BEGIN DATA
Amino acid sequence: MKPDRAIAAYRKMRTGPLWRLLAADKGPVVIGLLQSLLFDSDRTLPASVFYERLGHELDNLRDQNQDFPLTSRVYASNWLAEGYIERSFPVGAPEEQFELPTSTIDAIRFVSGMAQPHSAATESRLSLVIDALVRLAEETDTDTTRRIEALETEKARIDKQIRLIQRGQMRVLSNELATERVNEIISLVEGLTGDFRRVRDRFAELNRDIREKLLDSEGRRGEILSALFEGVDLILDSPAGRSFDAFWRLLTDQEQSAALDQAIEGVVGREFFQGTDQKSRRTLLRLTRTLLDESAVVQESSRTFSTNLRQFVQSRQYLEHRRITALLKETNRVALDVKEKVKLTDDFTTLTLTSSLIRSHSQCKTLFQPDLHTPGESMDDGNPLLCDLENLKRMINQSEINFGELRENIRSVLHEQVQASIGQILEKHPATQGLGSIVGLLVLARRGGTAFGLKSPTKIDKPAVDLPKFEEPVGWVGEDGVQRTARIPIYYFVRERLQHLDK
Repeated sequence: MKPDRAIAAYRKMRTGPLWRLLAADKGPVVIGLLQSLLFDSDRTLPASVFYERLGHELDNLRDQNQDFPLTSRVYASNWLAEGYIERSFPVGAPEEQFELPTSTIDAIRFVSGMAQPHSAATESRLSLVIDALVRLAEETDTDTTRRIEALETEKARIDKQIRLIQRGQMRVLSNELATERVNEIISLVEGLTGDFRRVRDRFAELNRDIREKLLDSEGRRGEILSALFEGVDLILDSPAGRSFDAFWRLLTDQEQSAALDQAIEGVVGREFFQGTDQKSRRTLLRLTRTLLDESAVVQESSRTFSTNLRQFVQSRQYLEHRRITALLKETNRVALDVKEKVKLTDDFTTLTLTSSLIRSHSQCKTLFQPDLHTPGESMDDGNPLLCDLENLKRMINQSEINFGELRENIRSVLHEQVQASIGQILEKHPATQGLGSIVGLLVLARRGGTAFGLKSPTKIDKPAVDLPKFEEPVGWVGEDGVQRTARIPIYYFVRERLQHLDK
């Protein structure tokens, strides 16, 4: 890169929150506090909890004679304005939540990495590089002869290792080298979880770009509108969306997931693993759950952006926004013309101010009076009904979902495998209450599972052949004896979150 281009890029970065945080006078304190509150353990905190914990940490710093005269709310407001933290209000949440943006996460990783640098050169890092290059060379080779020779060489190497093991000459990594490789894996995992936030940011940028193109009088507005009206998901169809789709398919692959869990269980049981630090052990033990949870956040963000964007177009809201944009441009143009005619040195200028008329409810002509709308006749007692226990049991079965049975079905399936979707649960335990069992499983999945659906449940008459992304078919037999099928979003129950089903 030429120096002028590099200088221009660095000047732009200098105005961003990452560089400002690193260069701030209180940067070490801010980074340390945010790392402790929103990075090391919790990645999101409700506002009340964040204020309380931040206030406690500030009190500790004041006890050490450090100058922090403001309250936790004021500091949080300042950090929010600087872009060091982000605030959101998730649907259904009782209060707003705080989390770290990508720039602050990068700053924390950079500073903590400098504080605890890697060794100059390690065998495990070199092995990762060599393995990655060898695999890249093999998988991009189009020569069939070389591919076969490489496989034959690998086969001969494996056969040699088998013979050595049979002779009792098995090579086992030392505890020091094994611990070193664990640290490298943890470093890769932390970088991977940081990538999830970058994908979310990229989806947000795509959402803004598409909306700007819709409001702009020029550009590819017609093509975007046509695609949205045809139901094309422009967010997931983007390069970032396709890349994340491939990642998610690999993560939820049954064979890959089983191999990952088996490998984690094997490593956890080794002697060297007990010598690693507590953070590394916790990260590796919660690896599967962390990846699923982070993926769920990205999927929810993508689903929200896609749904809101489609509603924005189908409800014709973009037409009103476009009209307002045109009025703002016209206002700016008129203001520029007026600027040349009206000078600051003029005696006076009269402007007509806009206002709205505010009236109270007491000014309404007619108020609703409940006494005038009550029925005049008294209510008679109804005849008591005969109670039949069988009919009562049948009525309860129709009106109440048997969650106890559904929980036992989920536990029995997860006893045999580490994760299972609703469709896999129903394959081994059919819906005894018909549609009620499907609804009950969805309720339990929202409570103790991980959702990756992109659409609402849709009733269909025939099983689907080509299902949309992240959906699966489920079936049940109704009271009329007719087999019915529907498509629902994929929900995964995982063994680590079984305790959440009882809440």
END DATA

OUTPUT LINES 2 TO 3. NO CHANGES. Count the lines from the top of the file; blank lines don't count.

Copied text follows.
Repeated sequence: MKPDRAIAAYRKMRTGPLWRLLAADKGPVVIGLLQSLLFDSDRTLPASVFYERLGHELDNLRDQNQDFPLTSRVYASNWLAEGYIERSFPVGAPEEQFELPTSTIDAIRFVSGMAQPHSAATESRLSLVIDALVRLAEETDTDTTRRIEALETEKARIDKQIRLIQRGQMRVLSNELATERVNEIISLVEGLTGDFRRVRDRFAELNRDIREKLLDSEGRRGEILSALFEGVDLILDSPAGRSFDAFWRLLTDQEQSAALDQAIEGVVGREFFQGTDQKSRRTLLRLTRTLLDESAVVQESSRTFSTNLRQFVQSRQYLEHRRITALLKETNRVALDVKEKVKLTDDFTTLTLTSSLIRSHSQCKTLFQPDLHTPGESMDDGNPLLCDLENLKRMINQSEINFGELRENIRSVLHEQVQASIGQILEKHPATQGLGSIVGLLVLARRGGTAFGLKSPTKIDKPAVDLPKFEEPVGWVGEDGVQRTARIPIYYFVRERLQHLDK
């Protein structure tokens, strides 16, 4: 890169929150506090909890004679304005939540990495590089002869290792080298979880770009509108969306997931693993759950952006926004013309101010009076009904979902495998209450599972052949004896979150 281009890029970065945080006078304190509150353990905190914990940490710093005269709310407001933290209000949440943006996460990783640098050169890092290059060379080779020779060489190497093991000459990594490789894996995992936030940011940028193109009088507005009206998901169809789709398919692959869990269980049981630090052990033990949870956040963000964007177009809201944009441009143009005619040195200028008329409810002509709308006749007692226990049991079965049975079905399936979707649960335990069992499983999945659906449940008459992304078919037999099928979003129950089903 030429120096002028590099200088221009660095000047732009200098105005961003990452560089400002690193260069701030209180940067070490801010980074340390945010790392402790929103990075090391919790990645999101409700506002009340964040204020309380931040206030406690500030009190500790004041006890050490450090100058922090403001309250936790004021500091949080300042950090929010600087872009060091982000605030959101998730649907259904009782209060707003705080989390770290990508720039602050990068700053924390950079500073903590400098504080605890890697060794100059390690065998495990070199092995990762060599393995990655060898695999890249093999998988991009189009020569069939070389591919076969490489496989034959690998086969001969494996056969040699088998013979050595049979002779009792098995090579086992030392505890020091094994611990070193664990640290490298943890470093890769932390970088991977940081990538999830970058994908979310990229989806947000795509959402803004598409909306700007819709409001702009020029550009590819017609093509975007046509695609949205045809139901094309422009967010997931983007390069970032396709890349994340491939990642998610690999993560939820049954064979890959089983191999990952088996490998984690094997490593956890080794002697060297007990010598690693507590953070590394916790990260590796919660690896599967962390990846699923982070993926769920990205999927929810993508689903929200896609749904809101489609509603924005189908409800014709973009037409009103476009009209307002045109009025703002016209206002700016008129203001520029007026600027040349009206000078600051003029005696006076009269402007007509806009206002709205505010009236109270007491000014309404007619108020609703409940006494005038009550029925005049008294209510008679109804005849008591005969109670039949069988009919009562049948009525309860129709009106109440048997969650106890559904929980036992989920536990029995997860006893045999580490994760299972609703469709896999129903394959081994059919819906005894018909549609009620499907609804009950969805309720339990929202409570103790991980959702990756992109659409609402849709009733269909025939099983689907080509299902949309992240959906699966489920079936049940109704009271009329007719087999019915529907498509629902994929929900995964995982063994680590079984305790959440009882809440």